Sadiq Zoman - Was It What He Did or Who He Was? My story at: AMERICAN STREET
"As a teenage boy, Hungarian-born Elie Wiesel was deported with his family to Auschwitz and then to Buchenwald, where his parents and younger sister died. In his book “Night”, Mr. Wiesel has left behind a bare-bones record of the horrific experience.
In one scene, late in the story, young Elie is demoralized to the point that he no longer sees a reason to go on living. There he was, a young man who should have everything to look forward to in life…suffering a great loss of meaning and spirit as he was treated worse than an animal by his fellow human beings.
How did his captors see him? Was young Elie something less than human to them? If there is any evil at work in this world, is it when we take the human framework and break it down to something worthless? What allows captors to be capable of such cruelty?
In good conscience, I must ask you this:
Was Sadiq Zoman tortured in Iraq, not for anything he had done, but simply for who he was? Was he tortured for no more than what the totality of his life experience and circumstance had led him to?
Why did Sadiq Zoman deserve such treatment?
I have read the words of Elie Wiesel and I have cried.
I think of the family of Sadiq Zoman and I shake my head and wonder, "My God, what have we done? What have we become?"
Please read Mr. Wiesel's words about a terrifying night over 60 years ago. Consider all....
ON LOCKE'S BOOK, "GONZO MARKETING" : Gonzo Marketing wasn't so much about marketing as about voice -- that indefinable quality of communication that unmistakably signals it's coming from a human being. But not just any old garden-variety human. This is where the indefinable part comes in. And the risk of a perversely inverted elitism. It's simply not possible to weigh or measure voice, but chances are good (if you're not dead from the neck up and the waist down) you'll know it when you hear it. Thompson had voice. [..]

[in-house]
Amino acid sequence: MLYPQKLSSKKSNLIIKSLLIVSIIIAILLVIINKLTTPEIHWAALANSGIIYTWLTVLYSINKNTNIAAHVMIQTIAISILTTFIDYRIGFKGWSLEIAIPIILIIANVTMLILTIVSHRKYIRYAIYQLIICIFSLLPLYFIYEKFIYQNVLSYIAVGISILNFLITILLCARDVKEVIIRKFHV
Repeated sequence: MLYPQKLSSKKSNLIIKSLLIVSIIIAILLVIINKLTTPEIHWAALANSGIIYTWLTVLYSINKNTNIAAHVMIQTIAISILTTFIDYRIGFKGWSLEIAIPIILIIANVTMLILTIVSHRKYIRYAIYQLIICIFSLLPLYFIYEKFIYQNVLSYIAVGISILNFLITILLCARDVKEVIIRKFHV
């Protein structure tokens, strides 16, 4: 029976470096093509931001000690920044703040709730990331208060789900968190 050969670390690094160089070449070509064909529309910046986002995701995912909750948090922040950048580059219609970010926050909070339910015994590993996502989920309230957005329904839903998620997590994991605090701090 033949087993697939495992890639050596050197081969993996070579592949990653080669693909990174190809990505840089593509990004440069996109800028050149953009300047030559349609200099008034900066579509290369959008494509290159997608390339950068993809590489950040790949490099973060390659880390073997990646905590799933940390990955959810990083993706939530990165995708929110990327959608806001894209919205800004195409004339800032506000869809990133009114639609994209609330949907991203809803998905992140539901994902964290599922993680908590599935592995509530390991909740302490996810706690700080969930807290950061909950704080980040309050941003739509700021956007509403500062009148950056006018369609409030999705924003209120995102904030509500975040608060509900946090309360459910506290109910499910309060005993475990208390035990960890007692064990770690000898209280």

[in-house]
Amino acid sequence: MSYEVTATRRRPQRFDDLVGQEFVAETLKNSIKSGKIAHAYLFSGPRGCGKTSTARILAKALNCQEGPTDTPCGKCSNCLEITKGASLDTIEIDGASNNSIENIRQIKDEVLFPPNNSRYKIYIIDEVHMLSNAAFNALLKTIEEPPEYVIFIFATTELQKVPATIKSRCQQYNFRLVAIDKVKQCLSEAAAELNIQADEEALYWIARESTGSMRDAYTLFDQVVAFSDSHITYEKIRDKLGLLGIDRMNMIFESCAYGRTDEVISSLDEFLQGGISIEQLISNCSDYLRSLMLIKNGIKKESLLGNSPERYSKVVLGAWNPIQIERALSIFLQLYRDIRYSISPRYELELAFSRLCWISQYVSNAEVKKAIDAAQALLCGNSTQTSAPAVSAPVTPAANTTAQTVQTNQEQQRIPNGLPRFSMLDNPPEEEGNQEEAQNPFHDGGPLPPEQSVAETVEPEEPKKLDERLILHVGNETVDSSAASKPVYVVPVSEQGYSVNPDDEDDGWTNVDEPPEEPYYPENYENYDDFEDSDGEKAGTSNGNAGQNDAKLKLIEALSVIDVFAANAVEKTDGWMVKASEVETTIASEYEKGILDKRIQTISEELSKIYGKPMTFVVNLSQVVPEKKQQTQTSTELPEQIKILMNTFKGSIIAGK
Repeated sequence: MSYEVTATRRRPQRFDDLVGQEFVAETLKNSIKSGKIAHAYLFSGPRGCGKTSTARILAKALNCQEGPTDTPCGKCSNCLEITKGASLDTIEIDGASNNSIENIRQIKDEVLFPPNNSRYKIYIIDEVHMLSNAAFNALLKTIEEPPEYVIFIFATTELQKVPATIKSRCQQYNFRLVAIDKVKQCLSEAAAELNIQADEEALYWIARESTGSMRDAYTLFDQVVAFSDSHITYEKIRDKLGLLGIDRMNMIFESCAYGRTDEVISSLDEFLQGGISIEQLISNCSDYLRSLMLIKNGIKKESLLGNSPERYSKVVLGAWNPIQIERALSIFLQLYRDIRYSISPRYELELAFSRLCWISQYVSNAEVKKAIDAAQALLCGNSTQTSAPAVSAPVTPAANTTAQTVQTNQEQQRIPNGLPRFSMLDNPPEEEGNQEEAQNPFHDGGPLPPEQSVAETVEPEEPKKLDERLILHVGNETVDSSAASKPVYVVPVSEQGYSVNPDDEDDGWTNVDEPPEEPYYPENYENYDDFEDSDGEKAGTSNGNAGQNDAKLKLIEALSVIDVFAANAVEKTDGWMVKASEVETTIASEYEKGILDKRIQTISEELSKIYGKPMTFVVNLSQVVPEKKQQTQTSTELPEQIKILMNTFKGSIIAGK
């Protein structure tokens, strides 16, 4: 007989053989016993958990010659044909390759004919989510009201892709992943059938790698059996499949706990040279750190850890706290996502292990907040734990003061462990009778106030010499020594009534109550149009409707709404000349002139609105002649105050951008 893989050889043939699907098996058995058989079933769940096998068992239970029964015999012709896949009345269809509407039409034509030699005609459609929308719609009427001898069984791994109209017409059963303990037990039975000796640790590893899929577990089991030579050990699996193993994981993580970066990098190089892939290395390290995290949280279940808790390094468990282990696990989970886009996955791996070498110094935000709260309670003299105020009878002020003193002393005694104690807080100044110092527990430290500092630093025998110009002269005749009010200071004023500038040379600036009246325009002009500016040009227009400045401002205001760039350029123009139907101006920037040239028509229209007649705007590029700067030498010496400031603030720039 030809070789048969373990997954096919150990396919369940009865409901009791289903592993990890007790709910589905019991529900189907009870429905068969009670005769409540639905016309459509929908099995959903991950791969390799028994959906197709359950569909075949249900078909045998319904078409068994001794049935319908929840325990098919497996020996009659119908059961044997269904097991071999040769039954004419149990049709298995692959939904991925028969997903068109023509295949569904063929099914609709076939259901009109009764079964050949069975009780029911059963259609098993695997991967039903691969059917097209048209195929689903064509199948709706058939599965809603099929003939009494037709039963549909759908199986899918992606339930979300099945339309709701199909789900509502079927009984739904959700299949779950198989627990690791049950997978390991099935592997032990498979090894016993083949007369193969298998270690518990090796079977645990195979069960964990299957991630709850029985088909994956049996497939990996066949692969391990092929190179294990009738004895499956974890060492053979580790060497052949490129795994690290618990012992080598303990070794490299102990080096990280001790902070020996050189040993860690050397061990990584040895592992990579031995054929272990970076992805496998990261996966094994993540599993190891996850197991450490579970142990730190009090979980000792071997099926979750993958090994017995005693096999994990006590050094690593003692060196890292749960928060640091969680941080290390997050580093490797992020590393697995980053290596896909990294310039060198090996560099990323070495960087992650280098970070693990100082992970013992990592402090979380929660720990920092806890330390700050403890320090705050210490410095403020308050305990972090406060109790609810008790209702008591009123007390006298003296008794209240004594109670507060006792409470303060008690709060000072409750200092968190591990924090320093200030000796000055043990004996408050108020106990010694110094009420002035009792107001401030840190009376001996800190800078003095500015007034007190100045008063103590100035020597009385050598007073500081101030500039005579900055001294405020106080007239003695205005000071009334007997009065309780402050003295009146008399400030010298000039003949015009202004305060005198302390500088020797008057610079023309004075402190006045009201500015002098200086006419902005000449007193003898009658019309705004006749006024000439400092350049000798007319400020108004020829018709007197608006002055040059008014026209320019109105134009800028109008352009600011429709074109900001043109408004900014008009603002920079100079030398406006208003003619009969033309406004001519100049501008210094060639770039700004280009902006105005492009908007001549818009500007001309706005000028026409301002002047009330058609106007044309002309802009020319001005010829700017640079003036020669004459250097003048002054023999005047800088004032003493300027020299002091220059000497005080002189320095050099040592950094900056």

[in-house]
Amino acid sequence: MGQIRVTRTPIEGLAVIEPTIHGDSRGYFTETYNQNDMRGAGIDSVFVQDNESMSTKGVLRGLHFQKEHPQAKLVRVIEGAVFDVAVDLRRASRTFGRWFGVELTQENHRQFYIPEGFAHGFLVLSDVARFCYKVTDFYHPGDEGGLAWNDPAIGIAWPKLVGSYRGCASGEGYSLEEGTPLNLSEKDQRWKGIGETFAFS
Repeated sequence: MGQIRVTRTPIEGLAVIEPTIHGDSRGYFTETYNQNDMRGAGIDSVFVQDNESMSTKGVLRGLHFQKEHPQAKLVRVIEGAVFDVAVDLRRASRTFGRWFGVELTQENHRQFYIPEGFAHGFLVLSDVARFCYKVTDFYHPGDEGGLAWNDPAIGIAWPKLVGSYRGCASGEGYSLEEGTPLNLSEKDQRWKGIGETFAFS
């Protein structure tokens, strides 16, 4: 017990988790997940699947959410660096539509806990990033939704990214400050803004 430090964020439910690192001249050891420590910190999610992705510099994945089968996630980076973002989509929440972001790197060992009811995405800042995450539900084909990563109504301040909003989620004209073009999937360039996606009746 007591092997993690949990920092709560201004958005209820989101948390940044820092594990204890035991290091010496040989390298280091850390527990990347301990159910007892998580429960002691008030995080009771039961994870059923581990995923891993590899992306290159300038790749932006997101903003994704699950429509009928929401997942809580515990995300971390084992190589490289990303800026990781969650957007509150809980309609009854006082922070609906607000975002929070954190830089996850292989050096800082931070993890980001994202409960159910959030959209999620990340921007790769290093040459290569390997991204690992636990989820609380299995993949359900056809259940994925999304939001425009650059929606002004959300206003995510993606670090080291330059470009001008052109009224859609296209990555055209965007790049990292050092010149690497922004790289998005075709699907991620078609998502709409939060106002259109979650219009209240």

I think if there's a reason HST killed himself, I mean, if he really meant to do that, it was some manner of long-delayed reaction to what he describes in this -- to me, the most arresting -- passage of Fear and Loathing in Las Vegas.
You could strike sparks anywhere. There was a fantastic universal sense that whatever we were doing was right, that we were winning...
And that, I think, was the handle - that sense of inevitable victory over the forces of Old and Evil. Not in any mean or military sense; we didn't need that. Our energy would simply prevail. There was no point in fighting - on our side or theirs. We had all the momentum; we were riding the crest of a high and beautiful wave...
So now, less than five years later, you can go up on a steep hill in Las Vegas and look West, and with the right kind of eyes you can almost see the high-water mark - that place where the wave finally broke and rolled back."
It's all about ideas. You must be firm about what you believe before you can take a stand.
QUOTE FROM "THE PHILOSOPHY GAP" BY MICHAEL TOMASKY:
I’ve been wondering lately, if there’s a deeper answer to the question of greater conservative sense of purpose? What if it’s not just about tactics, but about philosophy? [..]
I know this will sound really silly, but I’d like for Harry Reid and Nancy Pelosi and Howard Dean and every other Democrat who’s interested to read Dewey and Lippmann and have a session in which they sit down and talk about it. Or a much simpler assignment, because it involves less reading and they’re busy people: Read Lyndon Johnson’s historic speech “To Fulfill These Rights” -- his commencement speech at Howard University in 1965 and the strongest philosophical justification for the Great Society that he ever issued in a single place -- and then sit down and debate what he said and figure out what their conclusions about LBJ mean for them today. Or Harry Truman’s speech to Congress laying out the Truman Doctrine. Et cetera, et cetera. [..]
JUSTIN WEBB QUOTE: "I talked yesterday about the attractions of the plain speaking President versus the complex Europeans - but there is of course a downside to this simple virtue.